Countering Cyberattacks And Ransomware Will Require “Whole Of Nation” Response
Cyberattacks are growing in frequency and sophistication. Protecting individuals’ personal information and national security interests will require broad collaboration—across nations and across industries. These challenges were a key focus of Telecom Policy Research Conference webinar, US Cybersecurity Policy for Data Breach, Ransomware and Supply Chain: What’s Working, What Isn’t and How to Fix It. The event was keynoted by Carole House, Director of Cybersecurity and Secure Digital Innovation at the National Security Council, and Brendan Carr, Commissioner at the Federal Communications Commission. “The stakes for securing [the United States’ critical technology] networks could not be higher, and the Biden Administration recognizes that,” said Ms. House.
Roundtable participants included Josephine Wolff, Assistant Professor of Cybersecurity at Tuft University’s Fletcher School; Thomas Vartanian, Executive Director of the Program on Financial Regulation and Technology at George Mason University’s Antonin Scalia Law School; and Karl Grindal, Ph.D. candidate at Georgia Tech University’s School of Public Policy.
Secure Supply Chains
Reliable supply chains are necessary to mitigate threats, the participants roundly agreed. Commissioner Carr noted a recently proposed rulemaking that was unanimously approved by the FCC. The measure would prohibit commercial use of products made vulnerable supplies on the FCC’s Covered List—whereas current restrictions only prevent government use. U.S. policymakers should also review companies whose supply chains originate in China, Commissioner Carr added. While that is not required in the FCC’s proposed rulemaking, regulators “need to be sure the Entity List covers the range of Chinese companies under the government’s thumb,” like Lenovo and Lexmark.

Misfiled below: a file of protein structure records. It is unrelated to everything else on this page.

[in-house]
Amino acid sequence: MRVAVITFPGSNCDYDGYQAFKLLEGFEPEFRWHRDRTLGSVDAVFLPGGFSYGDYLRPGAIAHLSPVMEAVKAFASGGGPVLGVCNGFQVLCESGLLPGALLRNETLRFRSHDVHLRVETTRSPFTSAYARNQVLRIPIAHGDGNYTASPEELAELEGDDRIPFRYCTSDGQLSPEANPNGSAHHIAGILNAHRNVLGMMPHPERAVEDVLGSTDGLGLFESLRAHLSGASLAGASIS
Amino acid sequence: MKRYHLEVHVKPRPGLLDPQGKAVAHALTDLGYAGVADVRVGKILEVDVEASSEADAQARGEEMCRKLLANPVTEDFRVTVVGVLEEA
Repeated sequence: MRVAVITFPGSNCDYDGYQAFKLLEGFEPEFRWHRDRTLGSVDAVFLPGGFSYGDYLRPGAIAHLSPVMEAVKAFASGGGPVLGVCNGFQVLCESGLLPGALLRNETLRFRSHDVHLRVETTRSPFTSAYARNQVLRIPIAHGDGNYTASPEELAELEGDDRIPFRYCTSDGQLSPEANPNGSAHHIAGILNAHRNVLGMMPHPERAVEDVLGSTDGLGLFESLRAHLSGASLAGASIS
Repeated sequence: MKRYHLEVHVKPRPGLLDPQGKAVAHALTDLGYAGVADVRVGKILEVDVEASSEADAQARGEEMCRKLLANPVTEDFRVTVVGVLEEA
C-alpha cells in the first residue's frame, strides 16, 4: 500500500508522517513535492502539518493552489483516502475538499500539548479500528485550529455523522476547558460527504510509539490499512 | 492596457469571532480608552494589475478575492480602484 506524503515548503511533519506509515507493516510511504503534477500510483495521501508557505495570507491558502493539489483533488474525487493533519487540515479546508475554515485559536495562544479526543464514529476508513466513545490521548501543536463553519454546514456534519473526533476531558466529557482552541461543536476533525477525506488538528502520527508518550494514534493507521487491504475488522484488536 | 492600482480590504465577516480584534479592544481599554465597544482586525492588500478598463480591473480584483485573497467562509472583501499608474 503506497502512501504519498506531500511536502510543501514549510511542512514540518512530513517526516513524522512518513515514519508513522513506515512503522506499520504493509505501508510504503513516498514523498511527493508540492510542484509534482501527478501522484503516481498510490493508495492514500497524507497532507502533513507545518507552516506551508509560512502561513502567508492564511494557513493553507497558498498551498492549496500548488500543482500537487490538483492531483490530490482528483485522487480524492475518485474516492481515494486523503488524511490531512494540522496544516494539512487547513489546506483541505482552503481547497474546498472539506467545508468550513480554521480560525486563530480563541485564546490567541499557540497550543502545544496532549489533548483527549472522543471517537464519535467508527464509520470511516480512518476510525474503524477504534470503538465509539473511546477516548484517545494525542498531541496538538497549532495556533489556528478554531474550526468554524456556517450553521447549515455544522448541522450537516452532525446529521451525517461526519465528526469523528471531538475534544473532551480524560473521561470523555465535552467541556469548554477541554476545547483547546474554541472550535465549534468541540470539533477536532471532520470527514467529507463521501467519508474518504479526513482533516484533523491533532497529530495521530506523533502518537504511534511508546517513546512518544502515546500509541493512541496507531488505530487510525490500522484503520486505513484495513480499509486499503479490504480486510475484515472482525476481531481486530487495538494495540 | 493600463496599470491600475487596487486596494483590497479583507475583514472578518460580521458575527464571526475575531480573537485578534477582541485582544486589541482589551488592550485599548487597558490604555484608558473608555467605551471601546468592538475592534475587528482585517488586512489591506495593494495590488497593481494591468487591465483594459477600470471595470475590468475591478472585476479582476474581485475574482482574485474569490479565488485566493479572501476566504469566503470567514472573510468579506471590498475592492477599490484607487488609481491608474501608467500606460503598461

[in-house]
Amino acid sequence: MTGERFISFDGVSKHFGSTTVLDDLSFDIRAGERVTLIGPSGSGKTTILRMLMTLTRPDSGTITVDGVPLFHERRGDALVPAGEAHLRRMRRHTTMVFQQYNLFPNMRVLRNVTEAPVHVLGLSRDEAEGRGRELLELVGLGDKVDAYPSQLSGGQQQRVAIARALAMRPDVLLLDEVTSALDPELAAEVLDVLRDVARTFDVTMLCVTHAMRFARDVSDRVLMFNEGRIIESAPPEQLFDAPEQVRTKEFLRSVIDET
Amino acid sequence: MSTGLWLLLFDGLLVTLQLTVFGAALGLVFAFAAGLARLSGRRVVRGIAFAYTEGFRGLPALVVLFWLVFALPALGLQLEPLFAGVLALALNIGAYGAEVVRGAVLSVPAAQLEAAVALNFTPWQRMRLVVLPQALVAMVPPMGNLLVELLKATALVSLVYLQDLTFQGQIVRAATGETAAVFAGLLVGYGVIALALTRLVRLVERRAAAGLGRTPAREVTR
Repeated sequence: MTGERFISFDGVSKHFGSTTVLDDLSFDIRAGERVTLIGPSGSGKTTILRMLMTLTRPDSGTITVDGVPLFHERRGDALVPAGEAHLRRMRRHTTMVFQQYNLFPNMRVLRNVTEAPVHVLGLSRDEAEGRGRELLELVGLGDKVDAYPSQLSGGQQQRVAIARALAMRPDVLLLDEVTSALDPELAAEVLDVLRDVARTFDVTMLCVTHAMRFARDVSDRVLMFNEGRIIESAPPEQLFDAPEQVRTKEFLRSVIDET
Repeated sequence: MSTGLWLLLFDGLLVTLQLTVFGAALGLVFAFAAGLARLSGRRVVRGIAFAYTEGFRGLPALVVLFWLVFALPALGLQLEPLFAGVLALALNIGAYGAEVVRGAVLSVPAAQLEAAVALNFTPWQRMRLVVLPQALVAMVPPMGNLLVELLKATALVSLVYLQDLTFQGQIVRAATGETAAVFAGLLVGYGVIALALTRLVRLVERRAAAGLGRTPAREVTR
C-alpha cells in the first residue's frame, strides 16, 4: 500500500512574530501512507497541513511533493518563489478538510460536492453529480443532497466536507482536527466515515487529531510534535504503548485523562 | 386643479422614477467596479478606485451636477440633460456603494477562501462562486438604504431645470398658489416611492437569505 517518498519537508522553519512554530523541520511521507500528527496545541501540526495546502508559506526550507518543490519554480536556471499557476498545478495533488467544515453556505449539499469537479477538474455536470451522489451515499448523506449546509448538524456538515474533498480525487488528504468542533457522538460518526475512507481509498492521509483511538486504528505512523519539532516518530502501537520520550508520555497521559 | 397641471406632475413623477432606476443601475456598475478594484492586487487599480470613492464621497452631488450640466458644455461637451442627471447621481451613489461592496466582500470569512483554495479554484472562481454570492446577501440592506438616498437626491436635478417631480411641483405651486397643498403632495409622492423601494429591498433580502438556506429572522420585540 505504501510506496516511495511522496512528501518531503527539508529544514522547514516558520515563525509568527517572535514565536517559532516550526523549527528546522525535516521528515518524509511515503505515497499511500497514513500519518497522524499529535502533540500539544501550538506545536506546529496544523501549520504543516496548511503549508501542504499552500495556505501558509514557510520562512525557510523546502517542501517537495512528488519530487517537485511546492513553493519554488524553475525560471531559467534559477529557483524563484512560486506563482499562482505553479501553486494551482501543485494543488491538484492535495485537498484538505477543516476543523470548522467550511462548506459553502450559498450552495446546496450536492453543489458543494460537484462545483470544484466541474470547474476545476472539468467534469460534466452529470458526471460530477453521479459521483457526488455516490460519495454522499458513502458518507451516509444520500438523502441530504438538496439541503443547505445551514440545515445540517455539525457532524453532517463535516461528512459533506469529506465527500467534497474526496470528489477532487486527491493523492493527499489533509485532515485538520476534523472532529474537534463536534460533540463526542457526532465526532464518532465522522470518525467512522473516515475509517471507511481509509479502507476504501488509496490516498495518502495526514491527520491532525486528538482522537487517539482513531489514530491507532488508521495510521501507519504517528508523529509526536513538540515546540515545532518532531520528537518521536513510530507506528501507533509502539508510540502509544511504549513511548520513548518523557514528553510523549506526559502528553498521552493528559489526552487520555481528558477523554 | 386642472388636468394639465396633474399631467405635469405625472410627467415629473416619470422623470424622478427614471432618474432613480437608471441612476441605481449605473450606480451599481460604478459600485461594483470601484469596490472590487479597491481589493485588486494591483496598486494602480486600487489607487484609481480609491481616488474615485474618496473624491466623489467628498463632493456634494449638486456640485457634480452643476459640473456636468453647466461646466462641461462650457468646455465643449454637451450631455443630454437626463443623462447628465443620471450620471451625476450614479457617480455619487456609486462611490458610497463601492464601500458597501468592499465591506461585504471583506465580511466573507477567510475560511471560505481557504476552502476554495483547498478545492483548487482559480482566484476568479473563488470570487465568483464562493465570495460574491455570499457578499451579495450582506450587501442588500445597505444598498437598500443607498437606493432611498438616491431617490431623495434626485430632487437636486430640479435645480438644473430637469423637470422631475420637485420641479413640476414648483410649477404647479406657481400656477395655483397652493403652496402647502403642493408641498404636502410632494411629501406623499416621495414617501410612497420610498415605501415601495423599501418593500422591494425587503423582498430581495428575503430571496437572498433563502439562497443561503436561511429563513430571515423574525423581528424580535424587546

The Commission has already adopted efforts to restrict China Mobile and other entities “vulnerable to exploitation, influence, and control by the Chinese government.” The proposed rulemaking could expand the FCC’s Covered List of just five Chinese government and military aligned companies to reflect the reality that hundreds, if not, thousands of Chinese firms have such vulnerabilities. The Covered List is maintained by the FCC’s Public Safety and Homeland Security Bureau and its criteria include any communications equipment or services produced by entities which present an unacceptable security risk and are capable of routing or redirecting user data traffic or permitting visibility into any user data or packets or disrupting services remotely.
Concurrently, the Commission proposes to use the opportunity to create incentives in its equipment authorization processes for improved trust through the adoption of cybersecurity best practices in consumer devices. Commission will review and revise these processes to spur trustworthy innovation that can advance America’s global competitiveness and promote responsible global development and deployment. The inquiry and proposed rulemaking is open for submissions for 30 days from its publication in the Federal Register.
Mr. Grindal’s highlighted his doctoral research which demonstrates a 20 percent increase in data breaches as measured at the state level. “Not a lot is working in the way we need it to… A lot can be done to improve international collaboration and shifting focus to cyber-crime issues,” said Mr. Grindal, also noting that emerging technologies may help identify and prevent attacks.
Policies have often focused on “intermediary defenders—not who’s doing the malicious activity,” added Dr. Wolff. Cyber insurance, for example, has not reduced risk because it hasn’t informed companies how to prevent attacks. “There is an opportunity to make new rules that [delineate] which stakeholders have responsibility” and to “broaden liabilities.”
The panel discussed President Biden’s assertion that he told Russian President Vladimir Putin that certain critical infrastructures are “off limits” to attack, referring to the 16 critical infrastructures described by the Department of Homeland Security and recent ransomware attacks against Colonial Pipeline and JBS. Apparently the leaders have agreed to task experts from both countries to work on specific understanding about what’s off limits and to address specific cases. The roundtable participants were skeptical that President Biden’s recent meeting with Putin could significantly reduce cyberattacks. “Will [the Russians] cooperate when they are winning the game?” Mr. Vartanian asked. “Are they going to be serious about coming to table and engaging in collegial information sharing? I doubt it.”